Tue, Oct 6, 2020

Chinese Discourse Power

Report by Alicia Fawcett

China Cybersecurity Disinformation English Internet

New methods of information operations, in the form of interference campaigns and disinformation, outline China’s shift toward adopting the principle of “discourse power.” China’s traditional foreign policy of “non-intervention” into foreign nations is no longer viable, as it has envisioned a different world order with itself ascending to the central role. Discourse power is the concept that a country can attain increased geopolitical power by setting agendas internationally through influencing the political order and values both domestically and in foreign countries. The information space offers China an effective alternative to its prior “non-intervention” stance by allowing the country to project the “China Story”—i.e., to project the positive image through storytelling in the media landscape, both domestic and abroad. Information perception tactics such as the removal, suppression, and downplay of negative information, as well as gamification of certain hashtags, are tools with which China intends to convince foreign audiences that it is “a responsible world leader” and leading power in reforming the international political system.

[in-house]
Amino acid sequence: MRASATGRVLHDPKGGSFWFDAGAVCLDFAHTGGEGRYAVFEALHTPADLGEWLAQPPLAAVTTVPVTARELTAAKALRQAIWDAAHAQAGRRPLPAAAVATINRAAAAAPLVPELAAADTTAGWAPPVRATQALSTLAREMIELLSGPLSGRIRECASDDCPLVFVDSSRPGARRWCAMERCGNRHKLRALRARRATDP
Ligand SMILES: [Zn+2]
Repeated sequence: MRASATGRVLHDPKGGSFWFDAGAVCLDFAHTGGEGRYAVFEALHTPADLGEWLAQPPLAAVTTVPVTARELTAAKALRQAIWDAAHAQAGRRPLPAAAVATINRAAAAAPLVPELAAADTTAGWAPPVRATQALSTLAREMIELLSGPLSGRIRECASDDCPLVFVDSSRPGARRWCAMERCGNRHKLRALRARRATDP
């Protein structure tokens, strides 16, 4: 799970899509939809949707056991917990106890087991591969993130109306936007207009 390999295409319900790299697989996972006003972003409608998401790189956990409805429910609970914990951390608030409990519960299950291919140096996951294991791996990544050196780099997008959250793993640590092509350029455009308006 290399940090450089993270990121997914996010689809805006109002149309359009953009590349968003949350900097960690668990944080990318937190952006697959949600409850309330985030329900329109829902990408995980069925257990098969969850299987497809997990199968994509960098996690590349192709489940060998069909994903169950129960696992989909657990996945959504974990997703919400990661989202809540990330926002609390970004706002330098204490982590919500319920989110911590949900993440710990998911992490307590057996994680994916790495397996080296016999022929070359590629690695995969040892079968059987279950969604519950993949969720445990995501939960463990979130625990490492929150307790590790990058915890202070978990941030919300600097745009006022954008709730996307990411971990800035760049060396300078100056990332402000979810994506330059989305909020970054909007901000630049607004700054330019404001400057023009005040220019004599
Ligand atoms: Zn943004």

This study examined the Chinese Communist Party’s (CCP) use of both Mandarin-language and Western social media platforms as tools for discourse power projection. The DFRLab found China to be effective on Mandarin-language sites that target both Chinese citizens and the Chinese diaspora, employing the use of strict censorship and favorable CCP messaging prioritization. On the other hand, while attempting to engage foreign actors through Western social media platforms, the information operations found to date have resulted in ineffective influence, relied on outsourcing the operation to third parties, and utilized “astroturfing” and “sock puppets.” 

The next frontier for Chinese discourse power is in big data and artificial intelligence (AI), as signified by the high volume of mentions of these terms in the People’s Liberation Army’s official journal. Meanwhile, Chinese companies Tik Tok, Baidu, and Douyin have investigated the possibility of making deep fakes available to the consumer on their apps, pointing to a near future when these tools can be deployed as a part of information operations. The DFRLab assesses that AI will be used to employ effective, large-scale disinformation campaigns and to covertly run authentic Western social media accounts.  

By its own estimation, China’s “peaceful” ascent with the use of discourse power will prove successful when it has rewritten international norms, values, and ethics, as well as changed the structure of the global political system, forcing other nations to accept and adjust to China’s new disposition. With increasing technological developments, discourse power as a concept will be increasingly realized—especially through targeted information operations—as China advances its geopolitical goals and increases its international power.